This overlooked mental health “hack” increases your chance of living longer
The interest is great — and cash — in innovations designed to help us live longer. Thousands of dollars have been invested in Silicon Valley efforts such as “anti-aging nootropics” and “rejuvenation” startups to reverse the aging process.
But new research published in the Journal of the American Geriatrics Society suggests there’s an overlooked longevity hack that’s consistently associated with longer living and general well-being: optimism.
Hearing that you live longer when you’re optimistic might sound a bit like hearing that you’re healthier when you eat your broccoli. However, the researchers behind this study say their findings should motivate individuals to redefine how they approach wellbeing. In addition, optimism should be seen as an approach to better health.
“Since evidence from randomized controlled trials suggests that interventions can increase optimism, optimism may be an important target of interventions to promote longevity and healthy aging in different groups,” first author Hayami Koga tells me.
Koga is a Ph.D. Candidate at Harvard TH Chan School of Public Health.
“We tend to focus on the negative risk factors that affect our health,” says Koga.
“I hope people will think about the importance of positive resources like optimism that can benefit our health – especially when we see these benefits being seen across racial and ethnic groups.”
What optimism really means
In science, being called optimistic doesn’t mean you’re overly cheerful or always wear rose-colored glasses. Instead, optimists have a general expectation that good things will happen and believe that although bad things happen, those negative moments don’t outweigh the positive ones.
A number of studies suggest that greater optimism is associated with better mental and physical health. Previous research has also linked optimism to greater odds of achieving “extraordinary longevity,” described as living at age 85 or older.
In a previous study, Koga and colleagues found the same result, but they looked at a predominantly white population. For this new paper, they expanded the pool of participants to include women representing different racial and ethnic groups.
A total of 159,255 women between the ages of 50 and 79 were included in the study. The researchers then followed the women for up to 26 years, asking them about lifestyle factors like diet and exercise, and their optimism.
According to the study, the most optimistic women in the study lived 5.4 percent longer and were 10 percent more likely to live past their 90s than the least optimistic women.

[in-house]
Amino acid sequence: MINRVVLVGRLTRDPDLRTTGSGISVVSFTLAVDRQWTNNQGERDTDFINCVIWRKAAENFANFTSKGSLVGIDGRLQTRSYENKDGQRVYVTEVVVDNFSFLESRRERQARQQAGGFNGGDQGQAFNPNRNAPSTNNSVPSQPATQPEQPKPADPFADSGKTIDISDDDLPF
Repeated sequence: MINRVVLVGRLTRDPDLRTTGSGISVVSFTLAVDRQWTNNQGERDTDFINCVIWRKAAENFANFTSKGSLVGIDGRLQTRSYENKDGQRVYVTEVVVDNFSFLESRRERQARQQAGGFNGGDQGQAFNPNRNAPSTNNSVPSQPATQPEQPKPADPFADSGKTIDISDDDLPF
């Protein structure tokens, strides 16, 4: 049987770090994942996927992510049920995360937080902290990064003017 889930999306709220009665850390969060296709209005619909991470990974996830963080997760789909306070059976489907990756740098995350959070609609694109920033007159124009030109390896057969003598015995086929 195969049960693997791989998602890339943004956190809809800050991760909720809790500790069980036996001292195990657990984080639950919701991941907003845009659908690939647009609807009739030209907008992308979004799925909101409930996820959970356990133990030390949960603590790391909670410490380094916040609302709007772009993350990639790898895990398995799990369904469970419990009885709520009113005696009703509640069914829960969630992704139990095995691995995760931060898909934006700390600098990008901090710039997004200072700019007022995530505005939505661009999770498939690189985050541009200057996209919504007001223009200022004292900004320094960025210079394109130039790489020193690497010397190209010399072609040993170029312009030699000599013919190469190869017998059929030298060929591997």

It’s important to note that healthy lifestyle choices also contributed to these participants’ overall health, but optimism topped the list as the main factor behind the difference between the two groups, the study found. Previous studies also suggest that optimistic people are more likely to exhibit healthy behaviors, such as not smoking.
Can you cultivate optimism?
While your likelihood of being optimistic is slightly influenced by genetics, optimism is also shaped by social influences.
In turn, systemic issues like racism can affect the likelihood of feeling optimistic. In fact, the CDC describes racism as “a fundamental contributor to racial and ethnic health disparities.” But people who are optimistic are more likely to live longer, regardless of their background. Koga believes this result is partly why the study is so powerful.
The new study found that the benefits of optimism go beyond race and ethnicity.
“Understanding how potential preventive factors work across racial and ethnic groups to improve health is crucial,” she says.
Ultimately, given the right circumstances, you can become more optimistic.
An intervention supported by randomized controlled trials is referred to as a best self-intervention.
It’s about “identifying goals and then imagining a future in which everything went well and the goals were achieved,” says Koga. It really increases optimism in most people.
Cognitive behavioral therapy (CBT) is also known to increase optimism, Koga says. This form of therapy typically involves practices that help a person avoid unhelpful or unproductive ways of thinking and change their behavioral patterns.
Some studies also suggest that practicing gratitude can increase optimism. Thinking about what’s going right in your life can help rebalance your perspective — and dampen pessimistic thoughts